Her youngest son, Evan, 16 and a junior at Juneau Douglas High School, recently completed a rock climbing class at UAS and looks forward to continuing the Outdoor Studies program.
Evan hopes to fulfill his few remaining high school requirements through UAS classes.
According to his mother, Evan's interests are in wilderness and outdoor studies, health science, fisheries and oceanography.
"The ODS certificate pulls together many interest areas that Evan has. It is wonderful that next year, as a high school senior, he'll have some real hands-on, experiential and personalized education in an interest area, because he's ready," Catherine said. "The public school system cannot provide that to most kids. I'm really glad we've made this discovery that UAS can offer Evan what he needs, so we're going for it."
Evan Fritz conquers a climbing wall at UAS.
After taking a freshman English class at UAS last spring semester, Trevor wrote an article for his high school student newspaper, the J-Bird, about the differences between UAS and JDHS from the perspective of student life. His mother expressed that this article held a great deal of meaning for Trevor. Writing it helped him realize he was ready to do something else.
After looking into a variety of options, Catherine and Trevor arranged a meeting with the UAS director of admissions. Together, they registered Trevor in the dual enrollment plan in which he takes classes at UAS that count toward both his high school diploma and college credits. He will graduate from JDHS with the class of 2006 and get a regular diploma, but he is entirely living the college life.
"UAS has been a great alternative for me. I really enjoy the atmosphere and the curriculum rather than going through the same old motions at JDHS," Trevor said. "It's been a great way for me to pursue my college interests and make up my high school requirements. I have a deep interest in medicine and plan to continue to pursue my interests here."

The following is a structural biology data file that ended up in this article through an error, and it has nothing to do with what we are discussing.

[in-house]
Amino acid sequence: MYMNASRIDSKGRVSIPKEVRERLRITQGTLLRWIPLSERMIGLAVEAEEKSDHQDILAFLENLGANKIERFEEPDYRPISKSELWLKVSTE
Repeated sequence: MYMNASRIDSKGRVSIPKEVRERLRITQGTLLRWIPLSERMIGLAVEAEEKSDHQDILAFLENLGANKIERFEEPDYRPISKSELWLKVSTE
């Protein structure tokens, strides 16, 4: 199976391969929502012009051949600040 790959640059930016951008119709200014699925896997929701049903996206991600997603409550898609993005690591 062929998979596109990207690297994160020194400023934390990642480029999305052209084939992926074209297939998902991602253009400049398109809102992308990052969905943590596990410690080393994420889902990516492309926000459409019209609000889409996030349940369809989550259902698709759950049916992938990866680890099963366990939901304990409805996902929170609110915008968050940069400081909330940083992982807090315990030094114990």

Bill and Catherine Fritz take the floor in ballroom dancing class.
"Trevor has had many challenges and tough issues, but he's overcome them with the help of the UAS environment," Catherine said.
Andrew, 24, is the oldest son in the Fritz family. He originally left the state to attend college in 1999. Catherine admits that she and her husband pushed Andrew to enroll in a school outside of Juneau and Alaska.
"We were under the misconception that he needed an outside experience in order to be exposed to a spectrum of options," Catherine said. "We have since learned that is not true."
After three semesters south, Andrew came home to Juneau, finding opportunities to help him decide what he wanted to do.
While earning an associate's degree in construction technology, Andrew took a macroeconomics class with instructor Ashley Ahrens. He continued taking higher level economics classes with Ahrens and went on to become his teaching assistant.
Andrew's high grades at have earned him scholarship help, which Catherine said helped him to afford to fully support himself.
"Andrew has really blossomed," she said. "UAS has been good to him."
Now that their sons are older and she and her husband have a little more time in their lives, they are taking advantage of many opportunities.
This semester they have enrolled in a beginning ballroom dance class.
"I think UAS is an incredibly important part of Juneau in terms of its role as a capital city and a regional center. It's important to have an intellectual hub and that's what the UAS really offers here. It's part of what makes us cultured," Catherine said.